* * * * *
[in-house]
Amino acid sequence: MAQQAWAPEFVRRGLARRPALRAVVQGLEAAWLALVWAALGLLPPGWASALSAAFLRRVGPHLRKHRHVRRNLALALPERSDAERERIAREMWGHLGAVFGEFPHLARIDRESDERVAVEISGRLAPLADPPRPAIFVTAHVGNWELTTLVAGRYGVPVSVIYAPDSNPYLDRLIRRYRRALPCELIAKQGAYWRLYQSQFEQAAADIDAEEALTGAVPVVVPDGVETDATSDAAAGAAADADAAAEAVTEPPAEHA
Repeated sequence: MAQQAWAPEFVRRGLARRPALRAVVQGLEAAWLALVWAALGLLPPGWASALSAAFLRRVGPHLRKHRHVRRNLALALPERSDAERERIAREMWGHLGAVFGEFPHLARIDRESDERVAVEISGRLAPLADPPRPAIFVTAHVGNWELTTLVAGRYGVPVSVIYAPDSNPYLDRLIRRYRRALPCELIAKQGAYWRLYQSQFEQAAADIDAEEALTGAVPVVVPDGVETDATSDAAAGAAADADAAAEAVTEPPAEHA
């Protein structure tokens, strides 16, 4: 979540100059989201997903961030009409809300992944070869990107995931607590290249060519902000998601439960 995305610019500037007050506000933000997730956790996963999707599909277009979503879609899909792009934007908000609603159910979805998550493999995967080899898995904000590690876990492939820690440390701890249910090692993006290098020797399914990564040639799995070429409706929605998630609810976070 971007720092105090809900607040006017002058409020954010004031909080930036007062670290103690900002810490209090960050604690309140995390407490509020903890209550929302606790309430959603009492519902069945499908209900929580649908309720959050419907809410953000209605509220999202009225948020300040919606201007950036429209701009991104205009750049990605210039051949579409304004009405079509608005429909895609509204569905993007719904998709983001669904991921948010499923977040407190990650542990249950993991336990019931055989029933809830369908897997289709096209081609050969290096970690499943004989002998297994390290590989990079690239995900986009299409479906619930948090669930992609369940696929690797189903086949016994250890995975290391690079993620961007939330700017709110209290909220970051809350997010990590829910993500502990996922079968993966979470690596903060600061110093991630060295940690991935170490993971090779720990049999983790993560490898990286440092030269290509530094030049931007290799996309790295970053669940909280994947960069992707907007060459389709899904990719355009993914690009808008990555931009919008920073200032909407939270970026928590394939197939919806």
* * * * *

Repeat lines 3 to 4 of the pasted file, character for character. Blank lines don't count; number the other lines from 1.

Repeated sequence: MAQQAWAPEFVRRGLARRPALRAVVQGLEAAWLALVWAALGLLPPGWASALSAAFLRRVGPHLRKHRHVRRNLALALPERSDAERERIAREMWGHLGAVFGEFPHLARIDRESDERVAVEISGRLAPLADPPRPAIFVTAHVGNWELTTLVAGRYGVPVSVIYAPDSNPYLDRLIRRYRRALPCELIAKQGAYWRLYQSQFEQAAADIDAEEALTGAVPVVVPDGVETDATSDAAAGAAADADAAAEAVTEPPAEHA
């Protein structure tokens, strides 16, 4: 979540100059989201997903961030009409809300992944070869990107995931607590290249060519902000998601439960 995305610019500037007050506000933000997730956790996963999707599909277009979503879609899909792009934007908000609603159910979805998550493999995967080899898995904000590690876990492939820690440390701890249910090692993006290098020797399914990564040639799995070429409706929605998630609810976070 971007720092105090809900607040006017002058409020954010004031909080930036007062670290103690900002810490209090960050604690309140995390407490509020903890209550929302606790309430959603009492519902069945499908209900929580649908309720959050419907809410953000209605509220999202009225948020300040919606201007950036429209701009991104205009750049990605210039051949579409304004009405079509608005429909895609509204569905993007719904998709983001669904991921948010499923977040407190990650542990249950993991336990019931055989029933809830369908897997289709096209081609050969290096970690499943004989002998297994390290590989990079690239995900986009299409479906619930948090669930992609369940696929690797189903086949016994250890995975290391690079993620961007939330700017709110209290909220970051809350997010990590829910993500502990996922079968993966979470690596903060600061110093991630060295940690991935170490993971090779720990049999983790993560490898990286440092030269290509530094030049931007290799996309790295970053669940909280994947960069992707907007060459389709899904990719355009993914690009808008990555931009919008920073200032909407939270970026928590394939197939919806």